Lamborghini Shows Cruiser Concept; Engine Roar Optional

Part of the thrill of buying a Lamborghini is having an engine that growls louder than just about anything else on the road. That may eventually change.

The Volkswagen AG supercar brand debuted the Asterion, its first ever plug-in vehicle. The vibrant blue Lamborghini concept car glided soundlessly onto a stage at the Paris Motor Show yesterday under electric power.

“The sound of the motor is, among other things, in the DNA of the brand,” Stephan Winkelmann, head of the Sant’Agata Bolognese, Italy-based carmaker, said at a Volkswagen event. The option to drive without emissions and engine noise “could work, and we believe there could be a future for this.”

The show car, which combines three electric motors with a V10 engine for a total of 910 horsepower, can be switched between pure electric and the traditional combustion power. The model shows how emissions is playing a role even for elite performance brands.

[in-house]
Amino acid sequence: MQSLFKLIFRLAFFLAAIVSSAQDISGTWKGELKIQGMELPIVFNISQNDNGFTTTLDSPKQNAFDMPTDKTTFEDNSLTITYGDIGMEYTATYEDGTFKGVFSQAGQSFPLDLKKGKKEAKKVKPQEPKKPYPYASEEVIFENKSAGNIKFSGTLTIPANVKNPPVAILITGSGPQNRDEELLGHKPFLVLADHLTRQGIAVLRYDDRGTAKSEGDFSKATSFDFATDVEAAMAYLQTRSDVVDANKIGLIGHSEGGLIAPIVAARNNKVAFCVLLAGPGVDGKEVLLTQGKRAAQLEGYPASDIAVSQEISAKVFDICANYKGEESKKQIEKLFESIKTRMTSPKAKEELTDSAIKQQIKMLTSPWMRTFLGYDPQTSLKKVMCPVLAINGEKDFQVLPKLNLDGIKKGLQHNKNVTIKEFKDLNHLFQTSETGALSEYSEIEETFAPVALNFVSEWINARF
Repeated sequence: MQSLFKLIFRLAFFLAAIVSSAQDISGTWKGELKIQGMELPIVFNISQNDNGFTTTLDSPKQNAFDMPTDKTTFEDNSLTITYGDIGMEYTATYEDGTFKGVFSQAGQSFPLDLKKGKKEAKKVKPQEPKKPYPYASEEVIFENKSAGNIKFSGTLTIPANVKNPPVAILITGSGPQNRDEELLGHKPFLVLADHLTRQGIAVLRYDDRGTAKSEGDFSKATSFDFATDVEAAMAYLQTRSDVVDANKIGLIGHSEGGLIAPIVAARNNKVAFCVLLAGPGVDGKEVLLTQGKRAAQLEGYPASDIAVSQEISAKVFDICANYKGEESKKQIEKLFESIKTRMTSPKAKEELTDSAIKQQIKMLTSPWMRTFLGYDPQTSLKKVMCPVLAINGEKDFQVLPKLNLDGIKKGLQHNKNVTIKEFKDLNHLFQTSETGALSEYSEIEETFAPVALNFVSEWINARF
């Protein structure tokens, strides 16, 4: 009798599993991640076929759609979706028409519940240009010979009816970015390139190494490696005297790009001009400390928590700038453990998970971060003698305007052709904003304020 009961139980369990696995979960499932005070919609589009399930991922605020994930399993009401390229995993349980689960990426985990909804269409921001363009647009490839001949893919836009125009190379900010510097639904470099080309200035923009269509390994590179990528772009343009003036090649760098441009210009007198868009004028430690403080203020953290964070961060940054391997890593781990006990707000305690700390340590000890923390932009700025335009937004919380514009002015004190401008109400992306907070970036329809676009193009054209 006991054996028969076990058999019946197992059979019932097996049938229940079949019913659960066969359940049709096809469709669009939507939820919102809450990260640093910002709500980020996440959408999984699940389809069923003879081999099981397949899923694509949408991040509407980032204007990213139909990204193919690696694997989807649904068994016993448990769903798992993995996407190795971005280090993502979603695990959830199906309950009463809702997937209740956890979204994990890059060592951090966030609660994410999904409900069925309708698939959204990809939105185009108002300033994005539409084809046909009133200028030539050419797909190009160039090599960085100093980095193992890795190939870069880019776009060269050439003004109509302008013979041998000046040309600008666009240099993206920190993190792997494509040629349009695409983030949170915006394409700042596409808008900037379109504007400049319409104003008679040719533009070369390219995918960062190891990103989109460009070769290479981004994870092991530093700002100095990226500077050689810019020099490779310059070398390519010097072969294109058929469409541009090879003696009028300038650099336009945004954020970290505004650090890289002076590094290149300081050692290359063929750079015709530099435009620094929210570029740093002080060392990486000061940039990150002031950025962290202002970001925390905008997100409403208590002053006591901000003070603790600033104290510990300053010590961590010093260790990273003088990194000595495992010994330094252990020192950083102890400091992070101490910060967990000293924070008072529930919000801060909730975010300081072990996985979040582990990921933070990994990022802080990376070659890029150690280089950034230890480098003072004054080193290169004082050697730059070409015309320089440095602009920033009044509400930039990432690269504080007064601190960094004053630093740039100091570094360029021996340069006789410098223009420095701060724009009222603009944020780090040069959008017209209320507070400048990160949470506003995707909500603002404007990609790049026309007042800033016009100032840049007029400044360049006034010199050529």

The auto industry is struggling to comply with ever tighter environmental regulations and still meet consumer demand for cars that are affordable and offer the performance buyers expect.

VW Chief Executive Officer Martin Winterkorn expressed concern today that European Union emissions regulations would get even tougher after 2020. That said, he acknowledged there was no going back, with the automaker presenting plug-in hybrid versions of the VW Passat and Porsche Cayenne.

Permanent Change

“The automobile and the auto industry are changing, and this change is fundamental and permanent,” Winterkorn said.

The Asterion, which accelerates to 100 kilometers (62 miles) per hour in as little as 3.0 seconds, according to the company, is bigger than the Huracan and the Aventador. The model probably won’t be available in its current form.

“Today, we don’t yet see this,” said Winkelmann. “But it’s of course the case that tighter emissions regulations force certain limits onto any carmaker. For us there’s the additional challenge that our brand DNA needs to be preserved as we cut emissions.”

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